One week into The STUFF Challenge of monitoring the ins and outs of our household, and we’ve already learnt a lot!
The Ins – What we bought
- Ini: With my brother’s wedding coming up I needed to invest in some new shoes (jandals or skate shoes didn’t seem quite appropriate). Thankfully I got them on sale and they will be functional as shoes for work in the end.
- Joshua: New pens and a computer mouse were essential to replace lost or broken items.
The Outs – What we put in the waste
- We turned a flowerpot into our compost heap and placed it in our garden. We’ve had no issues with ants so far and the sun is doing its bit to rot the food. We will need a bigger container though!
- Avoiding unnecessary food waste will require a plan, so I’ve made up a meal plan for the next month, which should reduce our grocery bill and stop food from going to waste.
- The fact that I need to go outside to dispose of food waste, actually makes me rethink portion sizes and finish what I’ve got on my plate. An advantage to my laziness?! 🙂
- Recycling is a very new concept in the UAE and is still very inefficient, so the best option is to refuse and reduce any recyclables. Houses in Abu Dhabi get a black landfill bin and a green recycling bin, but most people don’t know/care about the differnce and frequently fill both with landfill items; waste collection companies have been known to put both contents in the same landfill truck; and I could not find any information online with regards to what exactly the waste management company can recycle and how/where they do this. I have contacted them for advice. Apartment buildings either don’t offer waste separation, or suffer the same problems as above.
- Our bin’s contents: paper scraps, cardboard boxes and toilet rolls, plastic bottles and wrappers. Here are some ideas of how we might reduce these items in future:
- Paper: Use laptops / tablets for note taking.
- Cardboard packaging: Buying in bulk; but I have yet to find such options in Abu Dhabi. The search continues…
- Plastic bottles & wrappers: Juicing could replace juice bottles. Our milk carton consumption will be reduced, as I’ll be switching to home-made rice milk (healthier, cheaper, no packaging). Planning a weekly visit to the farmers’ market will avoid plastic bags and wrappers for fruit and veg. For other wrapped items we’ll need to invest some more time in exploring alternative products and refill options.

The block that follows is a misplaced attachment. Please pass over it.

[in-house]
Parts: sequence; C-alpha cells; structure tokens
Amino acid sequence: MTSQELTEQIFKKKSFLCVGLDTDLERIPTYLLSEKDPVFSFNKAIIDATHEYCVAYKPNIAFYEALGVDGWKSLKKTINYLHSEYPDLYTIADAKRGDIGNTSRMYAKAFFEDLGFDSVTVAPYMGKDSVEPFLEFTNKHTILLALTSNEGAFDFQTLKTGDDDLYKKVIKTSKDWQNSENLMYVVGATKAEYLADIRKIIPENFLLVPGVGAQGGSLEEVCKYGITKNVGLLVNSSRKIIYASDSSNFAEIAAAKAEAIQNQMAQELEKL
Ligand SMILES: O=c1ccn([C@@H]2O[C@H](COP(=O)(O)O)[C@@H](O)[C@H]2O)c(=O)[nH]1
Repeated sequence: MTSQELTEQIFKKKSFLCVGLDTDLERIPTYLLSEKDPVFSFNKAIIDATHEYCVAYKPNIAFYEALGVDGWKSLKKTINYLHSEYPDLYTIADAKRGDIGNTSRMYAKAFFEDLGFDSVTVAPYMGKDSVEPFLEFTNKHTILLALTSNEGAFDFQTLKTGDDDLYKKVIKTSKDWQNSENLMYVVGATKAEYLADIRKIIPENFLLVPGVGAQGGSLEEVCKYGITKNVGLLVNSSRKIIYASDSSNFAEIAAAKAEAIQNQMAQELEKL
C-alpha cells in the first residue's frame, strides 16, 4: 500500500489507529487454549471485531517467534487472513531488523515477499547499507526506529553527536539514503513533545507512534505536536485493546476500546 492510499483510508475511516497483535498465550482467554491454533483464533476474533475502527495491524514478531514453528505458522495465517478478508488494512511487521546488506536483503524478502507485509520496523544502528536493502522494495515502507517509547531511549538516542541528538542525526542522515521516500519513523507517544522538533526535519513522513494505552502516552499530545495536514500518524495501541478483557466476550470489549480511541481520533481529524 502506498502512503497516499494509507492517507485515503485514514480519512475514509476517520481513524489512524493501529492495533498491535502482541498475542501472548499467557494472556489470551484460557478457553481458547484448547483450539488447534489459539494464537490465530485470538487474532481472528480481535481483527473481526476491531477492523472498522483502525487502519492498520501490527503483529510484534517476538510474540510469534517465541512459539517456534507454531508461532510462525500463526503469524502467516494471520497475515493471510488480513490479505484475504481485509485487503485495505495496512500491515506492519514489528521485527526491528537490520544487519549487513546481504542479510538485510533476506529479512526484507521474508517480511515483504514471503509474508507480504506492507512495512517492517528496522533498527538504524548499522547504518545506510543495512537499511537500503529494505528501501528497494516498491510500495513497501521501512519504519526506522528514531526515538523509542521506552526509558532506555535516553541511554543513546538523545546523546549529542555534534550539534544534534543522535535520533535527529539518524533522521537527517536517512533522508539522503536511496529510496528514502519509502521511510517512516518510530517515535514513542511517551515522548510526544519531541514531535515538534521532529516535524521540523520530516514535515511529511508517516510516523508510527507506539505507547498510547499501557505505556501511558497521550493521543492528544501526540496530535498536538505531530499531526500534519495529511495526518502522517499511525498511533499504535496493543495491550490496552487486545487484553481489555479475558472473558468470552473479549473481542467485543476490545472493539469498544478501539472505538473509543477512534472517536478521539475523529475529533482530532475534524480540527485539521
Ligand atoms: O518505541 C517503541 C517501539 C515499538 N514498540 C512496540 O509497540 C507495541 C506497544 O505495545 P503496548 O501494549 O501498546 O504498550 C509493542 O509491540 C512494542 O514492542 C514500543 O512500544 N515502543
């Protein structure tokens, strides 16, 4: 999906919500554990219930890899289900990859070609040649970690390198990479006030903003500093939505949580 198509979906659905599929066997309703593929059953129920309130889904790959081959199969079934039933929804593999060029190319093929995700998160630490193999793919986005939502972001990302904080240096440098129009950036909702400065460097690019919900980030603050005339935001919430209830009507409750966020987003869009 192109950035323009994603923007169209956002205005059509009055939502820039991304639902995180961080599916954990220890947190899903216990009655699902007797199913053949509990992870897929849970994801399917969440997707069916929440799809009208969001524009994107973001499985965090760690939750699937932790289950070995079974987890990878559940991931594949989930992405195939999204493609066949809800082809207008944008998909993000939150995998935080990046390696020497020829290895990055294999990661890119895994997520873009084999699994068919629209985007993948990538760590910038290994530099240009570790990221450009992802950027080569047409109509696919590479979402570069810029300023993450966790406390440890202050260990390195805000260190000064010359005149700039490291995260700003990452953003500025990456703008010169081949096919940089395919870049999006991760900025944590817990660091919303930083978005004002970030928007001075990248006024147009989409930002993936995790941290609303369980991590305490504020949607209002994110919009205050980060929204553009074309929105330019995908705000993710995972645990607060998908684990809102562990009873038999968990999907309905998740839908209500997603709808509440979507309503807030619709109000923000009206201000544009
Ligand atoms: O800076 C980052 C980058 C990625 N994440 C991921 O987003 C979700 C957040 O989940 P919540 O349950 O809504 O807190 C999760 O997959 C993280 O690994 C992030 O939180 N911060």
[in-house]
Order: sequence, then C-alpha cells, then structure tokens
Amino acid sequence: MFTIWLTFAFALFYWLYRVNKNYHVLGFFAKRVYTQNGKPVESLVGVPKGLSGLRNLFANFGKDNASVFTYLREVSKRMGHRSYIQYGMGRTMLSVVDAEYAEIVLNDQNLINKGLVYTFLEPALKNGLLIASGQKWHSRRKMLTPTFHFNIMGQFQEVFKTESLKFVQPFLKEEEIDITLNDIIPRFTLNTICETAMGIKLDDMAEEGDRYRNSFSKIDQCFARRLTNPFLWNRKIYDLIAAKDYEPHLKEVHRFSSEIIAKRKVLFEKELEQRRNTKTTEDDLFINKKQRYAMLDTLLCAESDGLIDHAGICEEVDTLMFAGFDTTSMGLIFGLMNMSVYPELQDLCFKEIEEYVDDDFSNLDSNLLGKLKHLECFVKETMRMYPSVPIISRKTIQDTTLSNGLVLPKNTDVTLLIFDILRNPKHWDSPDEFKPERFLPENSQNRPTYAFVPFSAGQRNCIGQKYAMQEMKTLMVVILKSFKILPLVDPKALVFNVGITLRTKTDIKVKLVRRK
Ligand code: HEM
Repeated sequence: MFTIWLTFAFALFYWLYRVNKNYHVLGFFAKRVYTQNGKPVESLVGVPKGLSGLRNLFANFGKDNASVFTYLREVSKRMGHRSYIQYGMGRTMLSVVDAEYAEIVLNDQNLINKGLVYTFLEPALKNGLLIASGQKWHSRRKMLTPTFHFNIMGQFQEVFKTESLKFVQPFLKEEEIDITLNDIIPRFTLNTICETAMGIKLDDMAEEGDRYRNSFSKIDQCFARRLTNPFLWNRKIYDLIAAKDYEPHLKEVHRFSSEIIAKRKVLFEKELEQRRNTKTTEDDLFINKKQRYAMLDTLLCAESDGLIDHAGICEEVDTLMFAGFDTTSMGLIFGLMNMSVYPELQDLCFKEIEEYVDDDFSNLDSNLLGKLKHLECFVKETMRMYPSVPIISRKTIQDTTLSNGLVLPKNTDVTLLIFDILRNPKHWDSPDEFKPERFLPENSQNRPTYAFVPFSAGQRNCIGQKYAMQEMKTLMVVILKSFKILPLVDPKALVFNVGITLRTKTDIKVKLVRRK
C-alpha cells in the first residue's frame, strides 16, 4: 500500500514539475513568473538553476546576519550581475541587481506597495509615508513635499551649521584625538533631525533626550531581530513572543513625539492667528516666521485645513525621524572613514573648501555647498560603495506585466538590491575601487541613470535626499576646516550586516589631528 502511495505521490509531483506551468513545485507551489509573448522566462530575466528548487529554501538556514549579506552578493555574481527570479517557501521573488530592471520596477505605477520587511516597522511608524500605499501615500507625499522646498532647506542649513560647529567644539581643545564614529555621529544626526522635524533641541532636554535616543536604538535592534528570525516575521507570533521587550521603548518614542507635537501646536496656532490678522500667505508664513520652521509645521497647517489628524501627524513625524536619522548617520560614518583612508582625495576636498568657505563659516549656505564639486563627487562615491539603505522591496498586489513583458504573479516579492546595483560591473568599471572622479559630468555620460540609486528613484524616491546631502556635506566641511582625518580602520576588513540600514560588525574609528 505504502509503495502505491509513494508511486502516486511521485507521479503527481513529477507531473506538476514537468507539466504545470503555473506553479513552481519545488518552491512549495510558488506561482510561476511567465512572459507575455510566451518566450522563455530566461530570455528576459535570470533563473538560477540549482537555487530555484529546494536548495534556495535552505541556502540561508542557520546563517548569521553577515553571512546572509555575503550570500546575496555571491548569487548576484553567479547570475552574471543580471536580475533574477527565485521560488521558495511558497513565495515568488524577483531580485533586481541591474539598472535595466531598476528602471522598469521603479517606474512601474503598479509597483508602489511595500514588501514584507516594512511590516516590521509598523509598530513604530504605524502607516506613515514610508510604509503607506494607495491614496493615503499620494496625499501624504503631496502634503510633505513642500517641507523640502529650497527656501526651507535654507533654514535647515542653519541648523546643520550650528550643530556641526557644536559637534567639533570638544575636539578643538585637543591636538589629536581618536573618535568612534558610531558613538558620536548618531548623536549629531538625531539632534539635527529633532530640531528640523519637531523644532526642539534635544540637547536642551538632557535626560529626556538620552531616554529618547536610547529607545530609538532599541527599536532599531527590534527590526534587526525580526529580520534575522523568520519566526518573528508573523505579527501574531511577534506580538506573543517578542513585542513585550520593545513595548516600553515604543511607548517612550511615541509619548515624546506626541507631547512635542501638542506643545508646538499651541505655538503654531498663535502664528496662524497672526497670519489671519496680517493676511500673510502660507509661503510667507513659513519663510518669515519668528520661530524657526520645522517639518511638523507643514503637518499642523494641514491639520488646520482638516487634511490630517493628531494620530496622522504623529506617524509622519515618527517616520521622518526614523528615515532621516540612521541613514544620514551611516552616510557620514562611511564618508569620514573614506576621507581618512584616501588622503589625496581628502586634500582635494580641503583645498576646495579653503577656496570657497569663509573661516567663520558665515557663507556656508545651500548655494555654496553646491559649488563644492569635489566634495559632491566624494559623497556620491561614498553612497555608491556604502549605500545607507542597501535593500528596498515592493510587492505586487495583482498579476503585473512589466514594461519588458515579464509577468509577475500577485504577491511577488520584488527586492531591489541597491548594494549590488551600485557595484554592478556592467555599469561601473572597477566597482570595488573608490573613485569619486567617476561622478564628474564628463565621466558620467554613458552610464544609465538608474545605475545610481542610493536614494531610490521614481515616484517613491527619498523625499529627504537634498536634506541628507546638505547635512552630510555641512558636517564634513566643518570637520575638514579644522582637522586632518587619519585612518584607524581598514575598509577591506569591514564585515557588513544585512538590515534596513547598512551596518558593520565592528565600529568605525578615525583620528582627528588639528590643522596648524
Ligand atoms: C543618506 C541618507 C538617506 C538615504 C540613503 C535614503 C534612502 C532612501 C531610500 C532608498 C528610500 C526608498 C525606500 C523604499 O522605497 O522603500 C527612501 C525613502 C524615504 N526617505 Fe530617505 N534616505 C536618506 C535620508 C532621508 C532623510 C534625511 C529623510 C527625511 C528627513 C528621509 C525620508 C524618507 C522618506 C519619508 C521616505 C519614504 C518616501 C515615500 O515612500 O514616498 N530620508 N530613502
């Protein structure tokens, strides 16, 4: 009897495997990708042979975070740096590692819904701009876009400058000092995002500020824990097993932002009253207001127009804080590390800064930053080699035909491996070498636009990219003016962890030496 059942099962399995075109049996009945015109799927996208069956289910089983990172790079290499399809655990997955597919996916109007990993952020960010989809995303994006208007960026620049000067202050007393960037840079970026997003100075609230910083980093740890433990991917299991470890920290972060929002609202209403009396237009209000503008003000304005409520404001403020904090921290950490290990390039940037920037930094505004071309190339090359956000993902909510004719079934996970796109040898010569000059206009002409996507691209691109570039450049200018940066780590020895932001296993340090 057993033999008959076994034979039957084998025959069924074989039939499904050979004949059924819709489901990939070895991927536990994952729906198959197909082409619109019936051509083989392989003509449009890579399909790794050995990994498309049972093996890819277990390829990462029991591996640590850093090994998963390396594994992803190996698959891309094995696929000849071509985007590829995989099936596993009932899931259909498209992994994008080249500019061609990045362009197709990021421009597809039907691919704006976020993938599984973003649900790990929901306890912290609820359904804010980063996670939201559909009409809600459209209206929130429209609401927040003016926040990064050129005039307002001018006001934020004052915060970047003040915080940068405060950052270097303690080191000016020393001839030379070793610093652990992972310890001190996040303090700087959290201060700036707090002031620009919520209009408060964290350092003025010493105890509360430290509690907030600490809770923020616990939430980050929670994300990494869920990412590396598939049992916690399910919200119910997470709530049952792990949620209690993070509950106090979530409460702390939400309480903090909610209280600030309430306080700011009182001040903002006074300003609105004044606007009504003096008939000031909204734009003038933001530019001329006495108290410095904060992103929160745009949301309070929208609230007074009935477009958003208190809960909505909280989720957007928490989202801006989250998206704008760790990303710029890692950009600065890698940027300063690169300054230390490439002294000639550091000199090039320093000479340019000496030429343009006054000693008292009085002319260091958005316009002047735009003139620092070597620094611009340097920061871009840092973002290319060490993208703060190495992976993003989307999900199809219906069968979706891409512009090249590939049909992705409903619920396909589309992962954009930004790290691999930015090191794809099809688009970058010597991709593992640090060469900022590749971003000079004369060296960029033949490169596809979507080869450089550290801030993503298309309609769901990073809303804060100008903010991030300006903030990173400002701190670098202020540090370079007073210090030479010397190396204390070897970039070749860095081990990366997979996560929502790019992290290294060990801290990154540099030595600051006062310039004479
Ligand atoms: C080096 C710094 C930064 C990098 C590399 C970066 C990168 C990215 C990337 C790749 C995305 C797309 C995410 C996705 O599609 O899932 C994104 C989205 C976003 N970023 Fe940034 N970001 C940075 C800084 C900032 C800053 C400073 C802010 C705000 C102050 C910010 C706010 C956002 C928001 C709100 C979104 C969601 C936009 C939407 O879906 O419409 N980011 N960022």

- Tins & glass jars: Tinned items can be replaced by home-made alternatives (e.g. soup frozen in portion sizes). Glass jars can be replaced by finding bulk buy / refill options.
- Saying “No thanks” to plastic bags and freebies you don’t need is not hard. Always come prepared with a reusable bag. Most shops have bag packers that will quickly wrap each item in its individual plastic bag – if need be, unpack it and say “no thanks”. Don’t accept rubbish out of ‘courtesy’, which is a mistake I got into the habit of making. Same goes for flyers and freebies.
- Our bin’s contents: cotton buds, wax strips, razor blades, plastic seals and wrapper. It’ll take some more time to search out alternative for some of these items. Joshua does use his straight blade razor, if he has the time and patience, and I’m looking at buying a safety razor to replace the plastic razor with its expensive, plastic-contained razor blades.
We ate out a few times this week. While lounging at the dropzone’s cafe, or at the pub, you quickly forget that you may be creating waste when you order your food and your drinks. Here’s the waste we produced outside our household, and how we could avoid it in the future:
- Plastic straws: When ordering drinks, ask for “no straw please”, or bring your own stainless steel straw if you prefer 🙂
- Soda cans: Order drinks that are available on draft.
- Takeaway coffee cup (paper cup + plastic lid + cardboard sleeve): Bring your travel cup.
- Wooden toothpicks: These were stuck in our club sandwich quarters … Imagining the ‘lost in translation scenario’, if I would have told the lady at the till that I wanted the chef to make the sandwich without these, is somewhat amusing.
Key Lessons from Week 1
I was very saddened to read about the current issues of recycling in the UAE, and am looking forward to doing some more research on this topic. There was no big surprise about our Ins and Outs, but I am amazed to see how easily we could reduce our Outs even further. Here are the key lessons from week 1:
- Make a plan – know what you really need to buy & think about where you might find alternatives that are unwrapped and sustainably sourced.
- Be prepared – have your reusable bags with you & be prepared to say “no thanks” to anything you don’t really need or want.
- Take your time – rushing or buying on impulse often results in bad choices; set aside time so you can ensure you buy everything on your shopping list; if you can’t find the product in a form that you like, leave yourself some time to explore other shops / options – once you discover suitable alternatives you’ll save time by knowing where to go in future; consider home-made alternatives – these may require some more time to make, instead of picking an item up in the shop, but they’ll probably be healthier / tastier and come come with less unnecessary ingredients and packaging.